It is unfortunate to see a talented bowler like Abrar being out bowled by his Kiwi counterpart Ish Sodhi on these tracks. Sodhi lead the wicket takers column with 13 wickets @25 throughout the series, whereas Abrar was second with 11 wickets @43, having bowled approximately 40 overs more than Sodhi. The young spinner has had to learn a lot about bowling in the sub-continent in his 5 matches at home this season, however it is very clear that he is being extremely over bowled by his captain whilst other spinners or medium pacers are being under-used. Salman Agha could have bowled more, and Shan in the past has shown that he can bowl overs like New Zealand’s Darryl Mitchell.

The positives to take us to the future

The one main positive from this series is the fact Pakistan have managed to avoid any further losses at home considering the sheer embarrassment suffered due to the Australia and England losses. Besides avoiding defeat, there were some other positives for Pakistan fans to cherish:

1. The emergence of Saud Shakeel

Whilst he has been heavily criticized for his defensive approach in the second Test (to some extent rightly so), it cannot be denied that Pakistan have found themselves a solid, technically correct left-handed middle order batsman. Saud finishes the series with 234 runs at an average of 117.00 and scored 43 runs less than New Zealand’s middle-order juggernaut Kane Williamson. With time and experience, Saud will have to learn to read game situations better, however a great series for him with the bat.

2. The return of Sarfaraz Ahmed

And what a return it was! Still dividing fans and opinions, Sarfaraz’s excellent form in the Pakistan domestic circuit was converted into an excellent series with the bat for him. The once ‘Kaptaan’ finished the series as the leading run scorer with 335 runs @83.75 which includes 3 fifties and one hundred in four innings played. The performance by the 50 Test veteran keeper/batsman answered the questions of many of his critics, and he certainly replied to those question marks with the resounding answer of ‘Not Finished’ with his confident and commanding approach with the bat. His keeping however left much to be desired.

3. Salman Ali Agha continuing to reward his selection with good performances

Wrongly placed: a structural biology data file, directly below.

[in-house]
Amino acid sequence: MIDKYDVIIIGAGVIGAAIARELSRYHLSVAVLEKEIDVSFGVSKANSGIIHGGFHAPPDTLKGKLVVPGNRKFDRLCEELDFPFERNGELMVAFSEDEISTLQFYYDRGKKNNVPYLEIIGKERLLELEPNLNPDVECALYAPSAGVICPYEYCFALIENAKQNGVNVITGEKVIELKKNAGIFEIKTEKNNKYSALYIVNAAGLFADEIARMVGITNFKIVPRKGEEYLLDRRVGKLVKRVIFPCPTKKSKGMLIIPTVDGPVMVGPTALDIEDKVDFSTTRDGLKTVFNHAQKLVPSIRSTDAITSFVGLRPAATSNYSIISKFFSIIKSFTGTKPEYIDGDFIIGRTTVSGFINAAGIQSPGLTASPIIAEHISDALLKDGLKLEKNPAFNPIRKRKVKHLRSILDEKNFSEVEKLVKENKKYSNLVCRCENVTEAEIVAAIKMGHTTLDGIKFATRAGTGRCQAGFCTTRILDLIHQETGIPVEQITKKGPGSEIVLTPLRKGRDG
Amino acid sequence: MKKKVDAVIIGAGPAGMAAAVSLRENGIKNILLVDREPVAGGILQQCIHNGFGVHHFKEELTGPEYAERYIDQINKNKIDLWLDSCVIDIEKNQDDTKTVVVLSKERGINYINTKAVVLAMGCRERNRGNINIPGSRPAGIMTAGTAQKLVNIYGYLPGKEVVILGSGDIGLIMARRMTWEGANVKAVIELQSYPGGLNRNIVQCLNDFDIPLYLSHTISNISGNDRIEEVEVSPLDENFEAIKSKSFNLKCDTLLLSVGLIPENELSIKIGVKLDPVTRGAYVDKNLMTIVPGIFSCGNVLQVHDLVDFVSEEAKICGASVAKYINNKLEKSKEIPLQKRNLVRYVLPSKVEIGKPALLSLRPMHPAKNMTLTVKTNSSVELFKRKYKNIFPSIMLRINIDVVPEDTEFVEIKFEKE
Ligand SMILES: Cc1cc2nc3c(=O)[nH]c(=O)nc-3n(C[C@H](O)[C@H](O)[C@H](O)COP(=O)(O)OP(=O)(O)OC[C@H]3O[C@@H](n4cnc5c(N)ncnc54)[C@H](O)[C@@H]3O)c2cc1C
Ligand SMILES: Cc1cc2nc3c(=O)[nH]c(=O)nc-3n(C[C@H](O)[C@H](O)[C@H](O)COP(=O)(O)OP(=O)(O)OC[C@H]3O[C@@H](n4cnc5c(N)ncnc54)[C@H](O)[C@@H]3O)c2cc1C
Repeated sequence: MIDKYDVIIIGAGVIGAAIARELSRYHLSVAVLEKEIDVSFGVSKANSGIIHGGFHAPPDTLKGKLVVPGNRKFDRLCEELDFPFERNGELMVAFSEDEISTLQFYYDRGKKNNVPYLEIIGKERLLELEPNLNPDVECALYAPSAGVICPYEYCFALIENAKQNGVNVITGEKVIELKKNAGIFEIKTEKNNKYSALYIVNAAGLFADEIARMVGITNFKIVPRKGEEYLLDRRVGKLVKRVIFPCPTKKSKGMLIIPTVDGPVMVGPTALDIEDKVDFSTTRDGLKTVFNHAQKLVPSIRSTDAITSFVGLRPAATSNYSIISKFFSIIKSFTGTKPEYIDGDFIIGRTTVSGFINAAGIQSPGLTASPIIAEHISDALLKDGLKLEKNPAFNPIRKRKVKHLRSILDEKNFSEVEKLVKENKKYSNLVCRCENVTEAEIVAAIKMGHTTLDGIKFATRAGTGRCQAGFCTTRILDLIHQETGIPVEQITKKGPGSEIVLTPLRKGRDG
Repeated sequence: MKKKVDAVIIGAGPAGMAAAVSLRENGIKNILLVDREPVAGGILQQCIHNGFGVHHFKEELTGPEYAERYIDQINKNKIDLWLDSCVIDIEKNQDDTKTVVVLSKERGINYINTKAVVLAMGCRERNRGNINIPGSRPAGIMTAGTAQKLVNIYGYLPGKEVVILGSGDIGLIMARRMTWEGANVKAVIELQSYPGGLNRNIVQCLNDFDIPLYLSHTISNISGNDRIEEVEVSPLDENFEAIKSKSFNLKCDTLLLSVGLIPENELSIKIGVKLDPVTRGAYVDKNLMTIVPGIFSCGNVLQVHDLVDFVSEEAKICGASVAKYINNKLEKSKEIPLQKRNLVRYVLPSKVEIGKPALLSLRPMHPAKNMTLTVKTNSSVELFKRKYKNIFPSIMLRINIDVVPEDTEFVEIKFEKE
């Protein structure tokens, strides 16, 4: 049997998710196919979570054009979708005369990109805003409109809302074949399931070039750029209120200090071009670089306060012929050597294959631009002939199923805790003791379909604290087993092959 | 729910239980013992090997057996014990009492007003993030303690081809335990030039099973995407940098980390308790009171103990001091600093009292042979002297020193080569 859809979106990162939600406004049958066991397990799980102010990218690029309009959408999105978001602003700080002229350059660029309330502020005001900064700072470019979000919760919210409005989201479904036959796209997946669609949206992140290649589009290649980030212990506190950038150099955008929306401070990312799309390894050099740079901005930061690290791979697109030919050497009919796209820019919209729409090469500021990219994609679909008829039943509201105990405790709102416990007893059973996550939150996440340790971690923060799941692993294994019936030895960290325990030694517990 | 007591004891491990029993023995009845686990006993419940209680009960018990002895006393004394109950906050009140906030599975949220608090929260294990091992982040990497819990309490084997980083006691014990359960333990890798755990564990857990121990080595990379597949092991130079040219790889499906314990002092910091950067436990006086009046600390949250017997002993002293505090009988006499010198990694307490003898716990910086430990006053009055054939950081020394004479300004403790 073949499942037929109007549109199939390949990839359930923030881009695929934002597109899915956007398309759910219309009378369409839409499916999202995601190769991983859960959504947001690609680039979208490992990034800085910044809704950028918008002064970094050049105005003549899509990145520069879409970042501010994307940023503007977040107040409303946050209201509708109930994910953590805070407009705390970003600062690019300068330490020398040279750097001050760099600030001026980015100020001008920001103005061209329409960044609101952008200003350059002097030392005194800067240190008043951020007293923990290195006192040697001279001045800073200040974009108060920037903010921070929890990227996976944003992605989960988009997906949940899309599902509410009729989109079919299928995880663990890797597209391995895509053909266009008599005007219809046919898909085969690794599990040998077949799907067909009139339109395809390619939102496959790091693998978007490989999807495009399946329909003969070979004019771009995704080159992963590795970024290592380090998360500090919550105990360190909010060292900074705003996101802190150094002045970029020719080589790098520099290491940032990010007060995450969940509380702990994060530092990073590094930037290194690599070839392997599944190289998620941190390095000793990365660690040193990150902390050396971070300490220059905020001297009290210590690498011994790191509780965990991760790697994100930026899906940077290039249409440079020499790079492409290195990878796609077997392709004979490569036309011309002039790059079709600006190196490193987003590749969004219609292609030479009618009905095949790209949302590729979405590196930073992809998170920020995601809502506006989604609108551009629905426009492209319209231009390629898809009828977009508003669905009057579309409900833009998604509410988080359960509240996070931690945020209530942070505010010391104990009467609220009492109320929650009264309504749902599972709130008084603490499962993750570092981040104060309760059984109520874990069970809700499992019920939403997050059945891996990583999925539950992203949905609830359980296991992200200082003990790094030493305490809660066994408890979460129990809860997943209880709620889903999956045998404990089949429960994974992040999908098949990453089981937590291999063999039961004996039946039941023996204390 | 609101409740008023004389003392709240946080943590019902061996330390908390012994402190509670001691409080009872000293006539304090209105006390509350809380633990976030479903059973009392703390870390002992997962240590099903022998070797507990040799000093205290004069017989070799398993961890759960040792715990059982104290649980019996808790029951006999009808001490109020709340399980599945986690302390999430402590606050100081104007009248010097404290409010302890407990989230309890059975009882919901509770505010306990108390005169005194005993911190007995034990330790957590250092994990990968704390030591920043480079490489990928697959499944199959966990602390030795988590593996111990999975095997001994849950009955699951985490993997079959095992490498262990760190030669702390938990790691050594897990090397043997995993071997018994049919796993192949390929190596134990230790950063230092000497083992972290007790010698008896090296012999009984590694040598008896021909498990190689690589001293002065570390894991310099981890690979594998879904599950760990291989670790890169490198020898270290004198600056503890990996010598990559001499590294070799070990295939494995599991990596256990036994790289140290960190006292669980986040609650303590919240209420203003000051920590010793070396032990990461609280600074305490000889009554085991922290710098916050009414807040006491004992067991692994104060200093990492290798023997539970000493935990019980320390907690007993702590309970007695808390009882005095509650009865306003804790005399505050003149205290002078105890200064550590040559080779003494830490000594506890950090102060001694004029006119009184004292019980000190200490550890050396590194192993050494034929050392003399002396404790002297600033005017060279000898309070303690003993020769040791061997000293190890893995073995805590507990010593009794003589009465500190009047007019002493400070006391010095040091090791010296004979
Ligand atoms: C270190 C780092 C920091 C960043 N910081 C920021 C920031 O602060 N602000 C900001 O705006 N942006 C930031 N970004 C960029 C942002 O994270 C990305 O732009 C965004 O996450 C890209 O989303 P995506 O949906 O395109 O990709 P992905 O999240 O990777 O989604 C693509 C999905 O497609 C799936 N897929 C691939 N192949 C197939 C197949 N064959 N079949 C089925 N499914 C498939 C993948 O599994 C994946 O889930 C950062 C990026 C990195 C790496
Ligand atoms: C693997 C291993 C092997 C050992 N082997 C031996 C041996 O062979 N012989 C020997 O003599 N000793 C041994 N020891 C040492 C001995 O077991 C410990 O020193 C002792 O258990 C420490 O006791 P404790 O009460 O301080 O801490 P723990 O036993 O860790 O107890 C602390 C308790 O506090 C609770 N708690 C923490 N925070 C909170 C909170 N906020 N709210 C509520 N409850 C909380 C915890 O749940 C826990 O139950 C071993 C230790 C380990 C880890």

Like in the case of Sarfaraz, lots of questions were being raised about Salman pre-England series and whether he truly belongs at this level. It is safe to say that Salman has continued to remove doubts with brave contributions with the bat, having averaged 45.00 throughout the series at a strike rate of 65. Salman seems to have understood his role in the lower order providing Pakistan with much needed depth in their batting, and someone to guide the tail at the back end. He has been underused as a bowler however, and he must improve his shot selection in crunch situations.

4. Naseem Shah’s improved bowling

Naseem has reached a point in his career where he cannot get away with substandard or inconsistent bowling spells considering he has now played 15 Test matches. Naseem’s bowling display against good Kiwi batsmen, especially Kane Williamson was pleasing to the eye, especially considering his performance the last time he played a Test match against New Zealand (in 2020) was one to forget. Taking 4 wickets in the test @28.50 and an economy of 3.08 might actually be the best performance by a Pakistani pace bowler throughout their home season (England and New Zealand), so this most certainly refreshing to see. The question now is, can Naseem continue to remain fit and produce similar performances going forward?

The home Test season that many would like to forget

To summarize, Pakistan can now take a break from this format for some time having played a tough 5 matches at home from December to early January. We do not know what the future holds for Captain Babar Azam, and if the new management will lay emphasis on Test cricket more than it does with its fascination with white-ball cricket and the obsession to beat India in a T20 or two.

Pakistan cricket hasn't quite reached its lowest stage yet considering that their reputation is not marred with allegations of corruption like they have been in the past, but the cricket and the leadership has to improve. There have forever been talks about positive mindset and aggressive decision-making, but when will we ever see it in action? There is talk of change in the air so who knows what the future holds for us but I for one, will not be holding my breath.